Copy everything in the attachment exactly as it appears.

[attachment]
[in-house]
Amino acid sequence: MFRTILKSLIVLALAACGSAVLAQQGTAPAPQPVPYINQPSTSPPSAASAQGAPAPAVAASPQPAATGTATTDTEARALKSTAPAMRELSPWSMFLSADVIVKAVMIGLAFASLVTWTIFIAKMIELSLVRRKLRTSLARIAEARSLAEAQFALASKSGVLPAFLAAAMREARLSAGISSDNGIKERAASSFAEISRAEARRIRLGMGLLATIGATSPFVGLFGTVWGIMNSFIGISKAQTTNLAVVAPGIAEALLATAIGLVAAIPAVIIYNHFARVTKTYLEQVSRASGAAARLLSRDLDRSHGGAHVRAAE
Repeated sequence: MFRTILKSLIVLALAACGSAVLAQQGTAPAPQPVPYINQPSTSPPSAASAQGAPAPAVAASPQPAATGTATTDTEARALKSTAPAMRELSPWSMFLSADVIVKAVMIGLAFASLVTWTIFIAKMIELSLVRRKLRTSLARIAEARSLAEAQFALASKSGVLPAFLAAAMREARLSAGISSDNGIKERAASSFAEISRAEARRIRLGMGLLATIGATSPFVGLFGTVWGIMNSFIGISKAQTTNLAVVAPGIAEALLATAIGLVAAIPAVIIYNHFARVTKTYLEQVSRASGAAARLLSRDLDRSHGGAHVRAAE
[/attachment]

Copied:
[in-house]
Amino acid sequence: MFRTILKSLIVLALAACGSAVLAQQGTAPAPQPVPYINQPSTSPPSAASAQGAPAPAVAASPQPAATGTATTDTEARALKSTAPAMRELSPWSMFLSADVIVKAVMIGLAFASLVTWTIFIAKMIELSLVRRKLRTSLARIAEARSLAEAQFALASKSGVLPAFLAAAMREARLSAGISSDNGIKERAASSFAEISRAEARRIRLGMGLLATIGATSPFVGLFGTVWGIMNSFIGISKAQTTNLAVVAPGIAEALLATAIGLVAAIPAVIIYNHFARVTKTYLEQVSRASGAAARLLSRDLDRSHGGAHVRAAE
Repeated sequence: MFRTILKSLIVLALAACGSAVLAQQGTAPAPQPVPYINQPSTSPPSAASAQGAPAPAVAASPQPAATGTATTDTEARALKSTAPAMRELSPWSMFLSADVIVKAVMIGLAFASLVTWTIFIAKMIELSLVRRKLRTSLARIAEARSLAEAQFALASKSGVLPAFLAAAMREARLSAGISSDNGIKERAASSFAEISRAEARRIRLGMGLLATIGATSPFVGLFGTVWGIMNSFIGISKAQTTNLAVVAPGIAEALLATAIGLVAAIPAVIIYNHFARVTKTYLEQVSRASGAAARLLSRDLDRSHGGAHVRAAE